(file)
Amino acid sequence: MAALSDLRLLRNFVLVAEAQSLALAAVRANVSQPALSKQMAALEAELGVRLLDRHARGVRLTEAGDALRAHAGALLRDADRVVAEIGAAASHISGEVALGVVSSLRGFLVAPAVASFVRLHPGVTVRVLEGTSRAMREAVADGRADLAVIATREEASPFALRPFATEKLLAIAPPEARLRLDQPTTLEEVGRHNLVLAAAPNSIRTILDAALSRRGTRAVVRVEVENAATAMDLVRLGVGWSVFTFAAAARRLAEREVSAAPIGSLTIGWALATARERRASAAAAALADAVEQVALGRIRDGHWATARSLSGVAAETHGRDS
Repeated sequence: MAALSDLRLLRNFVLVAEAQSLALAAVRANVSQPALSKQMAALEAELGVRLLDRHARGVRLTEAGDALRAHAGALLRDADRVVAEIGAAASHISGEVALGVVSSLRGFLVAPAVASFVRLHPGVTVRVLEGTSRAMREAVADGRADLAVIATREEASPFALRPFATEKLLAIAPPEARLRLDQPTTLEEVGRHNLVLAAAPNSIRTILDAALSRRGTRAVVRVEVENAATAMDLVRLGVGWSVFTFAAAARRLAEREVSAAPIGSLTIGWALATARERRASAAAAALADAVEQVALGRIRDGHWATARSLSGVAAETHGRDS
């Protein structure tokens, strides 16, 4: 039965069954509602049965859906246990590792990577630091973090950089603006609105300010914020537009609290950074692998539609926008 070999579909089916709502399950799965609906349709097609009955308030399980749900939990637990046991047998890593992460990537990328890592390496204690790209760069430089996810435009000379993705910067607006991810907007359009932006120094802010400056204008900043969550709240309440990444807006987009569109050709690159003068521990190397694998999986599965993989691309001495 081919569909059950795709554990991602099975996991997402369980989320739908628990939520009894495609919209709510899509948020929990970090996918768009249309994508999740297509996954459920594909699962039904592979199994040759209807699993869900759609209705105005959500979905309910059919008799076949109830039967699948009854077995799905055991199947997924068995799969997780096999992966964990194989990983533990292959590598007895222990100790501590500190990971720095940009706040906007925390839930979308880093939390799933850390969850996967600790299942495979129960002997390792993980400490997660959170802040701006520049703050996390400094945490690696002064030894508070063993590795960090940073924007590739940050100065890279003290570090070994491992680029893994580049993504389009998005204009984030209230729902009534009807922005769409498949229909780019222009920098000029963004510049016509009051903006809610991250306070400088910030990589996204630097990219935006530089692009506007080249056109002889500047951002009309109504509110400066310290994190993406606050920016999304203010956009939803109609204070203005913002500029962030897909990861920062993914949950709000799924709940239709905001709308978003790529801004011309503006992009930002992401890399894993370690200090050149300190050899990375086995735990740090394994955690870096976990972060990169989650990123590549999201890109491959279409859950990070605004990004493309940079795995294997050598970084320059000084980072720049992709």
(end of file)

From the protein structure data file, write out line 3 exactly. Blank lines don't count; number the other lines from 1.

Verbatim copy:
């Protein structure tokens, strides 16, 4: 039965069954509602049965859906246990590792990577630091973090950089603006609105300010914020537009609290950074692998539609926008 070999579909089916709502399950799965609906349709097609009955308030399980749900939990637990046991047998890593992460990537990328890592390496204690790209760069430089996810435009000379993705910067607006991810907007359009932006120094802010400056204008900043969550709240309440990444807006987009569109050709690159003068521990190397694998999986599965993989691309001495 081919569909059950795709554990991602099975996991997402369980989320739908628990939520009894495609919209709510899509948020929990970090996918768009249309994508999740297509996954459920594909699962039904592979199994040759209807699993869900759609209705105005959500979905309910059919008799076949109830039967699948009854077995799905055991199947997924068995799969997780096999992966964990194989990983533990292959590598007895222990100790501590500190990971720095940009706040906007925390839930979308880093939390799933850390969850996967600790299942495979129960002997390792993980400490997660959170802040701006520049703050996390400094945490690696002064030894508070063993590795960090940073924007590739940050100065890279003290570090070994491992680029893994580049993504389009998005204009984030209230729902009534009807922005769409498949229909780019222009920098000029963004510049016509009051903006809610991250306070400088910030990589996204630097990219935006530089692009506007080249056109002889500047951002009309109504509110400066310290994190993406606050920016999304203010956009939803109609204070203005913002500029962030897909990861920062993914949950709000799924709940239709905001709308978003790529801004011309503006992009930002992401890399894993370690200090050149300190050899990375086995735990740090394994955690870096976990972060990169989650990123590549999201890109491959279409859950990070605004990004493309940079795995294997050598970084320059000084980072720049992709």